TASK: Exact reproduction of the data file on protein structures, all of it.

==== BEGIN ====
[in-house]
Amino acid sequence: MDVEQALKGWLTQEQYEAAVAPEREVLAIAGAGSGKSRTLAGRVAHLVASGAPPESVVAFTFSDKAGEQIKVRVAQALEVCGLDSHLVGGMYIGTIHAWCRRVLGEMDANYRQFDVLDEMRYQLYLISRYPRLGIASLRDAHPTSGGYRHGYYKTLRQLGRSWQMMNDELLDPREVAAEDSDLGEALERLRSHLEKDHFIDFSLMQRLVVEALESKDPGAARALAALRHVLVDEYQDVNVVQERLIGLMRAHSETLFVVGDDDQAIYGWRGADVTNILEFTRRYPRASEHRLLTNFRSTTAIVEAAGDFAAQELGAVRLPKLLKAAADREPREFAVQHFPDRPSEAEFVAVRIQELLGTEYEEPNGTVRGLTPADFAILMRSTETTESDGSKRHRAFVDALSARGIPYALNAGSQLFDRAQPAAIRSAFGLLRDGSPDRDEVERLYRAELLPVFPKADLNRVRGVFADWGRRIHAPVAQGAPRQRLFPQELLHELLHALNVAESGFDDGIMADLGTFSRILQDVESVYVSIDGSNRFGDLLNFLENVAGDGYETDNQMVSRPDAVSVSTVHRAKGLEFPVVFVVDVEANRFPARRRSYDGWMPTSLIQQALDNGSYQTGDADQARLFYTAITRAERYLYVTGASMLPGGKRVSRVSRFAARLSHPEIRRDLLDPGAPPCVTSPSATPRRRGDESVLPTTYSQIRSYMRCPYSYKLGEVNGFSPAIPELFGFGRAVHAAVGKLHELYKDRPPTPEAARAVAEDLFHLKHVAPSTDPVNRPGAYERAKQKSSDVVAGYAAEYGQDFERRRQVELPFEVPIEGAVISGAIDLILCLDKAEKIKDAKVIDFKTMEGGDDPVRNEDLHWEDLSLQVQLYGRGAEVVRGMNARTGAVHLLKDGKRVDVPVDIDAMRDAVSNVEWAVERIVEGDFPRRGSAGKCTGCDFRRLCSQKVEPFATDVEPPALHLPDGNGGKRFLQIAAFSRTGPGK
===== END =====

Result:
[in-house]
Amino acid sequence: MDVEQALKGWLTQEQYEAAVAPEREVLAIAGAGSGKSRTLAGRVAHLVASGAPPESVVAFTFSDKAGEQIKVRVAQALEVCGLDSHLVGGMYIGTIHAWCRRVLGEMDANYRQFDVLDEMRYQLYLISRYPRLGIASLRDAHPTSGGYRHGYYKTLRQLGRSWQMMNDELLDPREVAAEDSDLGEALERLRSHLEKDHFIDFSLMQRLVVEALESKDPGAARALAALRHVLVDEYQDVNVVQERLIGLMRAHSETLFVVGDDDQAIYGWRGADVTNILEFTRRYPRASEHRLLTNFRSTTAIVEAAGDFAAQELGAVRLPKLLKAAADREPREFAVQHFPDRPSEAEFVAVRIQELLGTEYEEPNGTVRGLTPADFAILMRSTETTESDGSKRHRAFVDALSARGIPYALNAGSQLFDRAQPAAIRSAFGLLRDGSPDRDEVERLYRAELLPVFPKADLNRVRGVFADWGRRIHAPVAQGAPRQRLFPQELLHELLHALNVAESGFDDGIMADLGTFSRILQDVESVYVSIDGSNRFGDLLNFLENVAGDGYETDNQMVSRPDAVSVSTVHRAKGLEFPVVFVVDVEANRFPARRRSYDGWMPTSLIQQALDNGSYQTGDADQARLFYTAITRAERYLYVTGASMLPGGKRVSRVSRFAARLSHPEIRRDLLDPGAPPCVTSPSATPRRRGDESVLPTTYSQIRSYMRCPYSYKLGEVNGFSPAIPELFGFGRAVHAAVGKLHELYKDRPPTPEAARAVAEDLFHLKHVAPSTDPVNRPGAYERAKQKSSDVVAGYAAEYGQDFERRRQVELPFEVPIEGAVISGAIDLILCLDKAEKIKDAKVIDFKTMEGGDDPVRNEDLHWEDLSLQVQLYGRGAEVVRGMNARTGAVHLLKDGKRVDVPVDIDAMRDAVSNVEWAVERIVEGDFPRRGSAGKCTGCDFRRLCSQKVEPFATDVEPPALHLPDGNGGKRFLQIAAFSRTGPGK